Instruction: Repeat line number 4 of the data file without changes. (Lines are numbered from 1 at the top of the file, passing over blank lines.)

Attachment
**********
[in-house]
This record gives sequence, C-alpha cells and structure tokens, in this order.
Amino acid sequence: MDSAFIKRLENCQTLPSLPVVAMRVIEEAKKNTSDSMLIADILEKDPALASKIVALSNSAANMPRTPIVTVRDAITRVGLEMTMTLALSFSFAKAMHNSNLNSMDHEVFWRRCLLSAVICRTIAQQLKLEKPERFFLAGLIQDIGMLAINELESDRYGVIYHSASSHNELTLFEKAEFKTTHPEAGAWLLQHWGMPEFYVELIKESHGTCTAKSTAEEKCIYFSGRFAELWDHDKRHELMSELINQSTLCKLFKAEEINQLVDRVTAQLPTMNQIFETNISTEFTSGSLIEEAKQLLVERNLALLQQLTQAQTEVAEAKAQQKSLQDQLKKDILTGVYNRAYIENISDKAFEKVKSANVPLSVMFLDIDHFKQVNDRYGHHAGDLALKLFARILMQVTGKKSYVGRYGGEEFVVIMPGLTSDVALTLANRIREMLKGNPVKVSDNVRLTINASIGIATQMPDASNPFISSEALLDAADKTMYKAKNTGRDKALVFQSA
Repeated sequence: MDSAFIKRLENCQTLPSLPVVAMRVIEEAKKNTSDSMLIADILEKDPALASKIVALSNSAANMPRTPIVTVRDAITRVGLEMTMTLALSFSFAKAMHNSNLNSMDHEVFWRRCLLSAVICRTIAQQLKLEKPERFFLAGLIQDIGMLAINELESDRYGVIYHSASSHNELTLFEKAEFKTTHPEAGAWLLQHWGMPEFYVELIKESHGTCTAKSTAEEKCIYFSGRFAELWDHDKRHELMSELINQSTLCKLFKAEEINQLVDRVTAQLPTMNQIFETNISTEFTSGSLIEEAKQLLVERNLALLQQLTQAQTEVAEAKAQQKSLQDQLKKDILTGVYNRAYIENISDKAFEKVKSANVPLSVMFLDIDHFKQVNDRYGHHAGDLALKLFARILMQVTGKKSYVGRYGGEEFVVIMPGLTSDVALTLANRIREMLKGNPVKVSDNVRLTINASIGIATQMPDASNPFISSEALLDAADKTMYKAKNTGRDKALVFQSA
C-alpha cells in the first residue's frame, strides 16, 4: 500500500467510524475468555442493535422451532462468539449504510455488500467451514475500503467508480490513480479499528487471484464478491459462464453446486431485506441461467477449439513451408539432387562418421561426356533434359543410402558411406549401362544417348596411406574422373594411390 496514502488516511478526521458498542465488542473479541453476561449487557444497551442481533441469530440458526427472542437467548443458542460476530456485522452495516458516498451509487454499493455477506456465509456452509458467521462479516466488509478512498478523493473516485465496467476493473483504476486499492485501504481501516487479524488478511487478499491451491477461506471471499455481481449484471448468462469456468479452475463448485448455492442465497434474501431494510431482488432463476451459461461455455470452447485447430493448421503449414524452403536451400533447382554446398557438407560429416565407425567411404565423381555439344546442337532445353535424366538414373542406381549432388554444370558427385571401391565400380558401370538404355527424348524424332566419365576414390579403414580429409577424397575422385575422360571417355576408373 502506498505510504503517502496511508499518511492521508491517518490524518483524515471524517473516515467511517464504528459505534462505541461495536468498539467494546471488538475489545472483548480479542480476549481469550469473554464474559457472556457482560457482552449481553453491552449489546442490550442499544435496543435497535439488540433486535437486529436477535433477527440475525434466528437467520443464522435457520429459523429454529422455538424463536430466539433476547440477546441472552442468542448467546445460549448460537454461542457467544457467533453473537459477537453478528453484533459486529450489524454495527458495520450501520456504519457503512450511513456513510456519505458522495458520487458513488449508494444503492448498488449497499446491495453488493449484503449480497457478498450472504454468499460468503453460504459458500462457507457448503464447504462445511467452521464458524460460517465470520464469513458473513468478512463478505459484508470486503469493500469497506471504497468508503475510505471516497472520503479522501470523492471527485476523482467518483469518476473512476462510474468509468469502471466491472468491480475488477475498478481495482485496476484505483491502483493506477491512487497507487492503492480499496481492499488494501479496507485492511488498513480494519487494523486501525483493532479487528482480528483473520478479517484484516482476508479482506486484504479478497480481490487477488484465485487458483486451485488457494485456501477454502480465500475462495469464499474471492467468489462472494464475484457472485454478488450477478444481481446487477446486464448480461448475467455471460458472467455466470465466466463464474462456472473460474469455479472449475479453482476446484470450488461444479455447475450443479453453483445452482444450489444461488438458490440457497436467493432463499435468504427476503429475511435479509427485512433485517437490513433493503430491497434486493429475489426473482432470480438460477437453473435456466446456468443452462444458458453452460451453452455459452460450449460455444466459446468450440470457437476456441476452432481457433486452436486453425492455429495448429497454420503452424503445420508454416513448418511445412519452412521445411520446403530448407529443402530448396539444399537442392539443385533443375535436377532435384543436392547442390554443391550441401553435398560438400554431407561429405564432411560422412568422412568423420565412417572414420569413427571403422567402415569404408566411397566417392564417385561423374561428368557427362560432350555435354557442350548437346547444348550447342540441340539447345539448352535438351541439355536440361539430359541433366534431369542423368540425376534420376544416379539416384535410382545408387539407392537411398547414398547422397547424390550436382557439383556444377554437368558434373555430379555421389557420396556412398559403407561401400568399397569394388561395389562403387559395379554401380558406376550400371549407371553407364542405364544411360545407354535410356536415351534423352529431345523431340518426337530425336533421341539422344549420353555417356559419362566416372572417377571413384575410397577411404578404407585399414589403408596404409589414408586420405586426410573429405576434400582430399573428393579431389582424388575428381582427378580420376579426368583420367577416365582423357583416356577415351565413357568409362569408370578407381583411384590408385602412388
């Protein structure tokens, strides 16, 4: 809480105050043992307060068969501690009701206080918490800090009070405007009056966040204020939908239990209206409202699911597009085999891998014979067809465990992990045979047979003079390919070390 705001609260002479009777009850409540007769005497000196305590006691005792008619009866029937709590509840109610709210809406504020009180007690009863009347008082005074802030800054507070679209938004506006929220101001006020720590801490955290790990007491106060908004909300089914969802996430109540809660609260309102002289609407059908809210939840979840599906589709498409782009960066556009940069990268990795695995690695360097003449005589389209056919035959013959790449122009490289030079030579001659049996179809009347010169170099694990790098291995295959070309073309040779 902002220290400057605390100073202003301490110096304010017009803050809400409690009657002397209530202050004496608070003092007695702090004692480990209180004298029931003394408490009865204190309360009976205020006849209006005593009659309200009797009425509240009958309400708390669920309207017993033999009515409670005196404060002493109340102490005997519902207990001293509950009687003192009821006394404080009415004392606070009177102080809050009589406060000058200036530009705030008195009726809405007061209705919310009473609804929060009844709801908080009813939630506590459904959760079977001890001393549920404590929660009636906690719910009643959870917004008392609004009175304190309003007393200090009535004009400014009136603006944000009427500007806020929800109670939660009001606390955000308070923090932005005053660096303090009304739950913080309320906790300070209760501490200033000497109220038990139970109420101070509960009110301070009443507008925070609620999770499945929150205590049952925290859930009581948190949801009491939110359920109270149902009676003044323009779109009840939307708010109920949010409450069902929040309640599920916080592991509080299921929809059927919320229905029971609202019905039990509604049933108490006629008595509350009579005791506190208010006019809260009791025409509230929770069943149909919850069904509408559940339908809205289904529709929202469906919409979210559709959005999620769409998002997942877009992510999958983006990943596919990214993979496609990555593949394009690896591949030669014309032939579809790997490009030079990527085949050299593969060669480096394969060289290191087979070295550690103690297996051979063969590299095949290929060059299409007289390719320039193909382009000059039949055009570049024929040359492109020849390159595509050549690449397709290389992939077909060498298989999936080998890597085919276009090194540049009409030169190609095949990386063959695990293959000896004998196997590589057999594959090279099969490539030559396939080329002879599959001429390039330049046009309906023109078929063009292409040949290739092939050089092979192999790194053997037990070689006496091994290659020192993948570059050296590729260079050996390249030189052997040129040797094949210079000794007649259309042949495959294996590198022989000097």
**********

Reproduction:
Repeated sequence: MDSAFIKRLENCQTLPSLPVVAMRVIEEAKKNTSDSMLIADILEKDPALASKIVALSNSAANMPRTPIVTVRDAITRVGLEMTMTLALSFSFAKAMHNSNLNSMDHEVFWRRCLLSAVICRTIAQQLKLEKPERFFLAGLIQDIGMLAINELESDRYGVIYHSASSHNELTLFEKAEFKTTHPEAGAWLLQHWGMPEFYVELIKESHGTCTAKSTAEEKCIYFSGRFAELWDHDKRHELMSELINQSTLCKLFKAEEINQLVDRVTAQLPTMNQIFETNISTEFTSGSLIEEAKQLLVERNLALLQQLTQAQTEVAEAKAQQKSLQDQLKKDILTGVYNRAYIENISDKAFEKVKSANVPLSVMFLDIDHFKQVNDRYGHHAGDLALKLFARILMQVTGKKSYVGRYGGEEFVVIMPGLTSDVALTLANRIREMLKGNPVKVSDNVRLTINASIGIATQMPDASNPFISSEALLDAADKTMYKAKNTGRDKALVFQSA